The threat of climate change is the most perilous of our time—especially at the beginning of this new decade, which has been frequently identified as the most crucial for preventing catastrophic consequences. Now, one concerned individual is personally addressing that threat with an inspiring gift of $1.875 million to the University of Victoria in support of the Wayne Crookes Professorship in Environmental and Climate Journalism.
The donation from Vancouver business leader and political activist Wayne Crookes includes both the $1.5 million professorship and a separate $375,000 fund to focus on environmental and climate journalism research and outreach. The new professor—to be appointed later this year within UVic’s Department of Writing—will help mentor the next generation of climate correspondents and writers.
“Wayne Crookes’ support of environmental and climate journalism echoes UVic’s deep conviction to help address the challenges posed by climate change,” says UVic President Kevin Hall. “Extreme weather, melting ice sheets, incessant flooding and other alarming events serve to remind us that we are not only together in this crisis, but also of the urgent need to effectively counter misinformation through the rigour of credible journalism. Actions like Wayne’s will carry us into a better future.”
Wayne Crookes (photo: Martin Roland)
A former federal Green Party campaign manager and political campaigner, Crookes is the owner and founder of West Coast Title Search Ltd. and the founder of Integrity British Columbia. He sees this donation as a way of increasing the quantity, quality, depth and prominence of science-based environmental journalism and media coverage to address the impacts of climate change and biodiversity loss.
Action needed now
“This is a very important priority for me,” says Crookes. “We need to communicate more effectively with journalists—especially editors—about the risks of climate change and the threats to biodiversity that humanity as a whole is facing. I believe climate change is an existential threat that the world is not doing enough to meet.”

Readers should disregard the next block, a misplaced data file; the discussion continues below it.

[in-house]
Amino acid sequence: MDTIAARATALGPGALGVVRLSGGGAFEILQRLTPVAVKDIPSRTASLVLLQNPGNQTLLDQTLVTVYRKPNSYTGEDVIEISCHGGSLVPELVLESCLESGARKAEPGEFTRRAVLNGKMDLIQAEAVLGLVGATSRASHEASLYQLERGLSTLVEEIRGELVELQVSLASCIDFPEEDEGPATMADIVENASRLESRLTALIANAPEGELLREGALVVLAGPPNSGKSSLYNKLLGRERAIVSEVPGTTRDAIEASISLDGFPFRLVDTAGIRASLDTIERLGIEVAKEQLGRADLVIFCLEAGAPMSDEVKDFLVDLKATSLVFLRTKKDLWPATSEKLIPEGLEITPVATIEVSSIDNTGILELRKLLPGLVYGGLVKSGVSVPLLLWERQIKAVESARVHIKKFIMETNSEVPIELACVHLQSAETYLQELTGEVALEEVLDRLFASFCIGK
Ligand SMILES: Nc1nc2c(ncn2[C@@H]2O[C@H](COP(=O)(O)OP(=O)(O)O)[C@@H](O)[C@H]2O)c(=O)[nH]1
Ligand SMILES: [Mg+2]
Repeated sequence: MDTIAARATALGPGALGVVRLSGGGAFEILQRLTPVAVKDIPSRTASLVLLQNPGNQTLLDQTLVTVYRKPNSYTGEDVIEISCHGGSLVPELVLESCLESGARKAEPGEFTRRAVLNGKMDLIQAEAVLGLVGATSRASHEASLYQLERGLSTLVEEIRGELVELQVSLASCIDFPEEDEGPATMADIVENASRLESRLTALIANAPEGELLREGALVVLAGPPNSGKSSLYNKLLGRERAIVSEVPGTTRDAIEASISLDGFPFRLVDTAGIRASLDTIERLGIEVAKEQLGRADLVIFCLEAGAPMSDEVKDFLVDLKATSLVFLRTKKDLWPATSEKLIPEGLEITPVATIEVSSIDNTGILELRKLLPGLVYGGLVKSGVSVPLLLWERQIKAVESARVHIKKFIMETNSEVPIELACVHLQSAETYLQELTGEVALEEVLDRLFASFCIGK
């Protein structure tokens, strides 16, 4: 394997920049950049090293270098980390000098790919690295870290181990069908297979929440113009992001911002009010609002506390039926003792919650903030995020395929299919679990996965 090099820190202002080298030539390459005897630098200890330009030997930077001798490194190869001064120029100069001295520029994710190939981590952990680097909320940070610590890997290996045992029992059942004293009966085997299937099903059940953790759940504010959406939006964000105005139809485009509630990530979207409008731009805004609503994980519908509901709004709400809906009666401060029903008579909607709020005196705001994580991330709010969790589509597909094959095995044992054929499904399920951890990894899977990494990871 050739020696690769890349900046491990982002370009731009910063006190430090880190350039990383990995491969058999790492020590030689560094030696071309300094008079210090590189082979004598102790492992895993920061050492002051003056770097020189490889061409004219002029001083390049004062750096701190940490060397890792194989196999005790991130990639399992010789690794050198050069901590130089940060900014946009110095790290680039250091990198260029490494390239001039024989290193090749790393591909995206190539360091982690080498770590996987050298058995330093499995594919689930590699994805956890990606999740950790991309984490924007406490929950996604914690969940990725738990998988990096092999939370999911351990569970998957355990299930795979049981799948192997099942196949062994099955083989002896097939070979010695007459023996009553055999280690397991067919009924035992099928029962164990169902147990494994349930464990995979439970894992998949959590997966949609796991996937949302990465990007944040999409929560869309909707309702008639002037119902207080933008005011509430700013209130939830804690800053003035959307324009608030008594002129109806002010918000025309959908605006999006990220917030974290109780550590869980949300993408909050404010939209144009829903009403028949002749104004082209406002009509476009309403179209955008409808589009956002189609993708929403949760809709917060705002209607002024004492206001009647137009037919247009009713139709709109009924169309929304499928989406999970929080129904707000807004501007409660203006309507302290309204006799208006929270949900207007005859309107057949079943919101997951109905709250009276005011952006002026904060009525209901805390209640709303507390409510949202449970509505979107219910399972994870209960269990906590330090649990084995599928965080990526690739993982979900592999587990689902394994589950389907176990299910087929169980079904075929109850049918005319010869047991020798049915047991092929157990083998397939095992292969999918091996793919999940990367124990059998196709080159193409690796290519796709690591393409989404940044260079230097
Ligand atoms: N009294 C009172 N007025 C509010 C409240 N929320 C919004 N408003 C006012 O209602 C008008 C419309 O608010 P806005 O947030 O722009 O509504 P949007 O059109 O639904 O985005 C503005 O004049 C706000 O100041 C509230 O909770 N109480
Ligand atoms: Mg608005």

Crookes’ gift will increase media literacy and coverage by connecting students, journalists, citizens and policymakers through a public database of environmental scientists and climatologists, as well as strengthen UVic’s journalism and publishing program. It will support research and outreach to enable the professorship to catalyze a variety of community-based research projects, advocacy initiatives and educational activities for maximum impact.
“People recognizing the problem is the most important step in it being dealt with and being solved,” Crookes adds. “To do that, public opinion needs to change, and that can most efficiently be changed by increasing—and having a higher quality of—media coverage.”
A commitment to sustainability
“We share Mr. Crookes’ profound commitment to sustainability and believe that training journalists and artists who can communicate in ways that inform, persuade and inspire the public and political leaders is an urgent priority,” says Allana Lindgren, acting dean of the Faculty of Fine Arts. “Environmental journalism is a growing emphasis in UVic’s Department of Writing, and many of our graduates pursue careers investigating and advocating for solutions to global environmental issues.”
As one of Canada’s leading research universities, UVic produces internationally acclaimed research on climate modelling, climate-change mitigation and adaptation, sustainable energy systems and the human dimensions of climate change.
Applications for the new five-year professorship are now open. Information can be found on the Writing department’s website.